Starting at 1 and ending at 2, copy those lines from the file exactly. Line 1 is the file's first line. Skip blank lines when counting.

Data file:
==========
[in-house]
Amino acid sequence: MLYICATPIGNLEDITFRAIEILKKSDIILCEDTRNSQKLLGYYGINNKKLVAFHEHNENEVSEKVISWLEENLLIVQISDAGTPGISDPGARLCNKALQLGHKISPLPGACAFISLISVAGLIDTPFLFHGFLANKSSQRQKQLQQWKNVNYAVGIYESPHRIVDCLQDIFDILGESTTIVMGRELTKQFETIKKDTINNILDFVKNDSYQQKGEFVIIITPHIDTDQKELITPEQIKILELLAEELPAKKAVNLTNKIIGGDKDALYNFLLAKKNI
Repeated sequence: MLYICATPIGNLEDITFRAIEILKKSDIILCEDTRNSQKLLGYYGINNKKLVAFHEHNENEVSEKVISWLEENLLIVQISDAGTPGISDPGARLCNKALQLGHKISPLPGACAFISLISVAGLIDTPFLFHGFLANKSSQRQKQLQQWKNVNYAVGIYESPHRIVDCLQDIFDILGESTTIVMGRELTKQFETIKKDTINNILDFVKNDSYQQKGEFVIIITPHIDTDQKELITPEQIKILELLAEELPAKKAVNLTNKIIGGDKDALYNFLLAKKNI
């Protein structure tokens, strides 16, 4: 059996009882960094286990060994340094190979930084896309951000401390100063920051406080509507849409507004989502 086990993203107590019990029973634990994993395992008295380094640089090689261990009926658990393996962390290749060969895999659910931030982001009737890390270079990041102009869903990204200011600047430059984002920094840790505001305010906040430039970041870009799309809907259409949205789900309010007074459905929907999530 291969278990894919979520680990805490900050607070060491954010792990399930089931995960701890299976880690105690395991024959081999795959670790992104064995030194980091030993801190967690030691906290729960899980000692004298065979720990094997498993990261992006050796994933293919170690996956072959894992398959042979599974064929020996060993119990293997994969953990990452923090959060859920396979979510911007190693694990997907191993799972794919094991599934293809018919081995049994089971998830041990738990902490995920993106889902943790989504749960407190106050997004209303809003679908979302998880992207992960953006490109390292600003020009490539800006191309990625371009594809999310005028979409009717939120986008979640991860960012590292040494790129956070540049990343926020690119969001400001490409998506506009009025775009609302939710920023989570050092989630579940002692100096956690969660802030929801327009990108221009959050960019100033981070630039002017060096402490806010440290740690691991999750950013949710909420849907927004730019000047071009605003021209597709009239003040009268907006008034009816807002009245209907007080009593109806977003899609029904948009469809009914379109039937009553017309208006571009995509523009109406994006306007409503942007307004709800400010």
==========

[in-house]
Amino acid sequence: MLYICATPIGNLEDITFRAIEILKKSDIILCEDTRNSQKLLGYYGINNKKLVAFHEHNENEVSEKVISWLEENLLIVQISDAGTPGISDPGARLCNKALQLGHKISPLPGACAFISLISVAGLIDTPFLFHGFLANKSSQRQKQLQQWKNVNYAVGIYESPHRIVDCLQDIFDILGESTTIVMGRELTKQFETIKKDTINNILDFVKNDSYQQKGEFVIIITPHIDTDQKELITPEQIKILELLAEELPAKKAVNLTNKIIGGDKDALYNFLLAKKNI